Every consultant’s been there: You’re ready to present your best recommendations to a client. You’ve got charts, logic, visuals, benefits, a well-thought-out argument, and more. You do your best and put it all out there…and somehow you’re faced with a brick wall. What happened?
It’s critical that you’ve done your homework before you present recommendations: You’ve listened well, and understood the client’s short and long-term needs. You’ve learned as much as you can about their business. You’ve verified their criteria for making a decision, and you’ve made sure that you’re talking to the true decision-maker. Still, so much can go wrong when you present recommendations.
You don’t, of course, have control over every discussion; clients will do clients will do. On the other hand, you will persuade clients much more often when you understand these four key reasons why they may reject your bright ideas—no matter how well you’ve presented them:
- Clients may feel that you are telling them what to do, rather than asking, learning, and collaborating with them.
Any change can be difficult because it’s so unfamiliar. If clients believe that you are telling or forcing them to change or do something new, they’ll automatically resist your ideas—even if they are terrific. Now, of course you won’t really force anybody to change. The issue is that clients often feel that way when consultants present their recommendations. Nobody likes to be told what to do, or to think they’re made wrong for being on their current course—especially by a consultant who doesn’t fully understand the unique situation at hand. The solution? Collaborate with clients to come up with ideas for change together, while leading them with your expertise; that’s being a “Powerful Partner”.
- Clients believe they don’t have options, and they have to do it only one way–your way.
Too many consultants present only one option to their clients, as if it’s the only possible way to go forward. Your recommendation then becomes a “take-it-or-leave-it” proposition, which creates resistance. In our Power of Partnership training, we teach participants to create multiple options with clients so that problem-solving becomes a collaborative process of choosing from among two-to-four options or solutions.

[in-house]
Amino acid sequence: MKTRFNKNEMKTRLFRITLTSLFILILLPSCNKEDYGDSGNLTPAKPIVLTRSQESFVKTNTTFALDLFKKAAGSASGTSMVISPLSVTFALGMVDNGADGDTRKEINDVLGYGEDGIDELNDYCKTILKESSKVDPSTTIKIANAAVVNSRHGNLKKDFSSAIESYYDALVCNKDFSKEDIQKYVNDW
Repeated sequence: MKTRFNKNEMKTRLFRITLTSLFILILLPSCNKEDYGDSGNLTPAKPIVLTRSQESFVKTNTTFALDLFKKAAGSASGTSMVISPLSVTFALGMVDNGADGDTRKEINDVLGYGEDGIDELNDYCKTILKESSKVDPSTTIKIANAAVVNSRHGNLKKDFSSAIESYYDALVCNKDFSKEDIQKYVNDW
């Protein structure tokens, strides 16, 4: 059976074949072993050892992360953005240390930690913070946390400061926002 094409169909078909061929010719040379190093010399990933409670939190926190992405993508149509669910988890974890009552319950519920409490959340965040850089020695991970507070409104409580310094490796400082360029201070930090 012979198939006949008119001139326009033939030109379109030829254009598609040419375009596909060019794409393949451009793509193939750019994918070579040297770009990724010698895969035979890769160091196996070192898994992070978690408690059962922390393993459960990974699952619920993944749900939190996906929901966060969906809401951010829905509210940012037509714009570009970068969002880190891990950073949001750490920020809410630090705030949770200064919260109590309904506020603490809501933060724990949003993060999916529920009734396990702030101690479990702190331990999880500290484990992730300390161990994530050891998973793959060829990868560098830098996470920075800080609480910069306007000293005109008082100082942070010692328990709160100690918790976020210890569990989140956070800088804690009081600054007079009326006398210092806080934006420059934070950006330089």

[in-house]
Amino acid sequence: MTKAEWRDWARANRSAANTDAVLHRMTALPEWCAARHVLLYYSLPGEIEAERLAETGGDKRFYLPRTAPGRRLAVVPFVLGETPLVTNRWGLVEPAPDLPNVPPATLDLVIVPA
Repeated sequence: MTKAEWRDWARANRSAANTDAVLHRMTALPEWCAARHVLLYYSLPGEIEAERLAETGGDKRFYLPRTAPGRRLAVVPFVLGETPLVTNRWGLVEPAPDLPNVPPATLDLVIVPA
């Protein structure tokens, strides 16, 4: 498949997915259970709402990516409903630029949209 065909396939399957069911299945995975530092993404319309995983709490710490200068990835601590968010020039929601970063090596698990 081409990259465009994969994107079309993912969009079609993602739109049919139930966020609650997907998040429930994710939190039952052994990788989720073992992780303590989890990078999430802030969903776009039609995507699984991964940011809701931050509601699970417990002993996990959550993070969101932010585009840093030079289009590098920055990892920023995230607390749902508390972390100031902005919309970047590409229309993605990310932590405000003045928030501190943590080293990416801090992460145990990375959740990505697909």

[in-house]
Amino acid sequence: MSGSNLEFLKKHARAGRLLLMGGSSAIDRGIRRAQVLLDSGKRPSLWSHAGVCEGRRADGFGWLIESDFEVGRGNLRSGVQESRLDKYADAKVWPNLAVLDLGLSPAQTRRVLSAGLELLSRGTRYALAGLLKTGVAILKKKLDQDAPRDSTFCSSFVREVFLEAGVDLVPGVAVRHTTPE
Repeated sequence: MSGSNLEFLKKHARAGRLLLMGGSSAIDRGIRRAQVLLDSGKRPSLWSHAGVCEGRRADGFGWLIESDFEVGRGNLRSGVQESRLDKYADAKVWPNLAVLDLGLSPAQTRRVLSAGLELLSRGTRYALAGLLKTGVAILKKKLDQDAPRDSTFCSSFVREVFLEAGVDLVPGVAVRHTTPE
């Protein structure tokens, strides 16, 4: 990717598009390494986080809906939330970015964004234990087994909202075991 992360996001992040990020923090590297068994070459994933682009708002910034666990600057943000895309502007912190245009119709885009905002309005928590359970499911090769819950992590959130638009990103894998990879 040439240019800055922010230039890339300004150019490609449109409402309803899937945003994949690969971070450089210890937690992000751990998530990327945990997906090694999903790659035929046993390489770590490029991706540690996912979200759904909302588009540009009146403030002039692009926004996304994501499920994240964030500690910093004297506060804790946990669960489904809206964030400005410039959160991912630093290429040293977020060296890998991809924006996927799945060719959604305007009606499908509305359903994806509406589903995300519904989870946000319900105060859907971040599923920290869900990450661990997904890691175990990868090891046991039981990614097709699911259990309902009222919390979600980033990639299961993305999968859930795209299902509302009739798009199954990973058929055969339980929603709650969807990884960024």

- Clients believe they don’t have a chance to participate in a way that’s meaningful to them.
If your ideas are presented without enough input from clients they are likely to feel that they’re your ideas—and reject them out of hand. Instead, determine ways to get your clients heavily involved in the discovery and assessment phases of a project, as well as pre-determining which options might work to meet pre-selected criteria. Some clients need more participation and some need very little. Gauging the correct level of your clients’ need for participation is one key to your success when it comes time to offer solutions to their problems.
- Your recommendation isn’t presented in a way that the client can hear it.
If you study your clients, you’ll see that each one has his or her own way of doing business. Learn to speak in each client’s “language” and you’ll be more effective. Some clients are very formal and business-like, while others are informal and like to chat before doing business. Some are strategic, while others are very tactical, and some are very focused on results while others want to connect with people. Do your recommendations need to be in a detailed “white paper”, or should they be very informally presented?
These are only a few examples among many client “Operating Systems” that you need to learn. Match your presentations to the clients’ preferred work styles and you’ll get through their defenses much more quickly.
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Authored For S3 Solutions by Marty Friedman
Marty Friedman is one of the architects of the “Power of Partnership”, a training course for consultants and solution sales professionals who want to sell bigger deals and have smoother projects. He has co-presented this training for clients such as HP, Accenture, and Bell Canada as well as many mid-sized companies and start-ups. Find out more at www.PowerofPartnership.net